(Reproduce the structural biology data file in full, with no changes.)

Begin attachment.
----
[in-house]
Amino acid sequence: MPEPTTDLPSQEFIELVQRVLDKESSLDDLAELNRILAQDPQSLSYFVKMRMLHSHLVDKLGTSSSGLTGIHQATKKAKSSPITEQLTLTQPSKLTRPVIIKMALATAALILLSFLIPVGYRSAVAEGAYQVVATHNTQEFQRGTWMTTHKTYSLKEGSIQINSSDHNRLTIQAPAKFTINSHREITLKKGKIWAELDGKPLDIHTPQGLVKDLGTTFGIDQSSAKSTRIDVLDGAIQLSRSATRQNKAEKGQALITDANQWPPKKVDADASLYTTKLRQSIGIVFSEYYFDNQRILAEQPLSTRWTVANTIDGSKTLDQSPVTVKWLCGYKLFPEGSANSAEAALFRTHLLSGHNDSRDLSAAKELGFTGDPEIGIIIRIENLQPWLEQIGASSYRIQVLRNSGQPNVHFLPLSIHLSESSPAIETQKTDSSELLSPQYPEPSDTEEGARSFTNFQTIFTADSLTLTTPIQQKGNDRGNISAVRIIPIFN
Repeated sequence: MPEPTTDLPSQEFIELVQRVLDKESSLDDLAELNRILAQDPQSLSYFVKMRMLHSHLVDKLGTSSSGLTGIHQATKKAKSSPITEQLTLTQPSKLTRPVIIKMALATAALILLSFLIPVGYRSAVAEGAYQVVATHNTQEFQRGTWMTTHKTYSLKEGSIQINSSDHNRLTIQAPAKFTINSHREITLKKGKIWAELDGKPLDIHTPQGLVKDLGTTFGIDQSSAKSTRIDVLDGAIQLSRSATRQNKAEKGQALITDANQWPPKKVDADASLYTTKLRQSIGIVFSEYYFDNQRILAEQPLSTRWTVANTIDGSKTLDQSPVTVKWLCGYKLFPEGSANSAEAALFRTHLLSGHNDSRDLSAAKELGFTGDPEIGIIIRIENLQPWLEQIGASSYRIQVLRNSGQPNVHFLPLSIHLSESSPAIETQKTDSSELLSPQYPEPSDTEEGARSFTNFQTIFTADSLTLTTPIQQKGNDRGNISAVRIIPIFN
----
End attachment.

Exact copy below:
[in-house]
Amino acid sequence: MPEPTTDLPSQEFIELVQRVLDKESSLDDLAELNRILAQDPQSLSYFVKMRMLHSHLVDKLGTSSSGLTGIHQATKKAKSSPITEQLTLTQPSKLTRPVIIKMALATAALILLSFLIPVGYRSAVAEGAYQVVATHNTQEFQRGTWMTTHKTYSLKEGSIQINSSDHNRLTIQAPAKFTINSHREITLKKGKIWAELDGKPLDIHTPQGLVKDLGTTFGIDQSSAKSTRIDVLDGAIQLSRSATRQNKAEKGQALITDANQWPPKKVDADASLYTTKLRQSIGIVFSEYYFDNQRILAEQPLSTRWTVANTIDGSKTLDQSPVTVKWLCGYKLFPEGSANSAEAALFRTHLLSGHNDSRDLSAAKELGFTGDPEIGIIIRIENLQPWLEQIGASSYRIQVLRNSGQPNVHFLPLSIHLSESSPAIETQKTDSSELLSPQYPEPSDTEEGARSFTNFQTIFTADSLTLTTPIQQKGNDRGNISAVRIIPIFN
Repeated sequence: MPEPTTDLPSQEFIELVQRVLDKESSLDDLAELNRILAQDPQSLSYFVKMRMLHSHLVDKLGTSSSGLTGIHQATKKAKSSPITEQLTLTQPSKLTRPVIIKMALATAALILLSFLIPVGYRSAVAEGAYQVVATHNTQEFQRGTWMTTHKTYSLKEGSIQINSSDHNRLTIQAPAKFTINSHREITLKKGKIWAELDGKPLDIHTPQGLVKDLGTTFGIDQSSAKSTRIDVLDGAIQLSRSATRQNKAEKGQALITDANQWPPKKVDADASLYTTKLRQSIGIVFSEYYFDNQRILAEQPLSTRWTVANTIDGSKTLDQSPVTVKWLCGYKLFPEGSANSAEAALFRTHLLSGHNDSRDLSAAKELGFTGDPEIGIIIRIENLQPWLEQIGASSYRIQVLRNSGQPNVHFLPLSIHLSESSPAIETQKTDSSELLSPQYPEPSDTEEGARSFTNFQTIFTADSLTLTTPIQQKGNDRGNISAVRIIPIFN